However, I didn’t do anything further with Professor Lemay’s challenge, except to file it away in my mental storehouse of “one-day, some-day” ideas to be tackled further down the road when the time was right.
Interestingly enough, the time never proved right until I had the opportunity to apply for a Chancellor’s Commonwealth Professorship. When that opportunity came along, I did some quick research, and I discovered that The Humourist essays remained unedited, unpublished, and the author unidentified.
As I developed my application, I kept reminding myself that I was up to the task of editing the essays. I kept reminding myself that I was up to the task of preparing a critical edition of the essays for publication. (I had enjoyed full success with my The Infant Sphinx: Collected Letters of Mary E. Wilkins Freeman.) And, I kept trying to convince myself that if I gave the essays a “close reading” I could surely come up with enough clues to identify the author and solve this major literary whodunit! After all, I kept reminding myself, this is exactly what I do with my students: I show them how to give a text … any text … a close reading; I show them the discoveries that they can make when they give a text … any text … a close reading.
Sometimes I stage things deliberately in advance and come to class armed with my findings. Sometimes it happens magically as part of a class discussion. Either way, I always find that my students are intrigued by the process—and by the discoveries—and, usually, by the end of the semester they have begun to “learn to read” and they start applying their new-found reading skills—their new-found critical thinking skills—not only to literature but also to their own disciplines.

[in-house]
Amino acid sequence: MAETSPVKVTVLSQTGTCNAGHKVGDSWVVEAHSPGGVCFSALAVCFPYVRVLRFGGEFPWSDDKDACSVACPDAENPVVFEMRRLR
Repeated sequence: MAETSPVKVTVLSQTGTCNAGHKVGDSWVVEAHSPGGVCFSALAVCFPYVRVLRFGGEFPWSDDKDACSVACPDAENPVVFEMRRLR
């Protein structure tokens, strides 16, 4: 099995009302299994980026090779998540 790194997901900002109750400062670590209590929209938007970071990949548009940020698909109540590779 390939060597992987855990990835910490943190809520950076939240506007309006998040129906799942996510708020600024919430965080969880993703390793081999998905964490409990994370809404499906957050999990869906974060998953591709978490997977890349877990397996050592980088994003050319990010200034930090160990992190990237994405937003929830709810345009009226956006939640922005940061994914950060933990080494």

So as I thought about the challenge of identifying the author of The Humourist essays, I came to realize that whether I would ultimately be able to identify the author through a close reading of the essays did not really matter! What mattered far more for me as an educator was for me to take my Humourist project and turn it into a research paper, if you will, where I would share with my students—and with the world at large–from start to finish—everything that I was doing: my work, my methods, my discoveries, my challenges and frustrations, and my joys of working with these important Colonial American essays.
It was at that point in developing my application that I came up with the idea that the best way to put myself out there would be to have a blog. Let me hasten to add that I knew nothing about developing a blog, but I liked the approach.
So I pulled together a group of students—face to face, via emails, and even via SurveyMonkey—to get their feedback. What did they think? Would a blog be a good way for me to go? Should I include it as one part of my project?
They loved the idea, and when I told them that I would be calling my blog “The Wired Researcher,” they loved it even more.
One of my students, Bonnie Furlong—a lover of words as well as a life-long learner—replied via email:
- The word “wired” will catch the attention of …The Young. They’ll think you are “hip.”
- You’ll need a logo. You’ll need T-shirts with the logo on them. You need pens that say, “The Wired Researcher.” “Sold in libraries everywhere.” “Guaranteed to make study more exciting.” Oh, boy, I see tie-ins!
My students’ enthusiastic reactions convinced me: Blog it! My students’ enthusiastic reactions gave birth to “The Wired Researcher.”
I finalized my application and sent it on its way!
When I shared the news that I had been selected as a 2012-2014 Chancellor’s Commonwealth professor, Bonnie emailed me about my blog title and sent me a dozen “Wired Researcher” pencils. I loved them so much that I bought lots more. And, at that point, I was so wired that I decided to have my own “Wired Researcher” business cards, and I even have my own “Wired Researcher” postage stamps!
My blog went live on November 26, 2012. Let me quickly highlight what I have achieved there:
- I have made a preliminary version of all The Humourist essays available in my blog, along with comprehensive annotations. In that sense, the essays are published. I’m hoping for formal book publication in a year or two.
- I’ve given all the essays a “close-reading.” I’ve paid close attention to all the details—all the clues—and I catalogued them and cross referenced them to establish patterns:
- The Humourist knows the classics, history, literature, poetry and drama.
- The Humourist even knows about Egyptian mummies.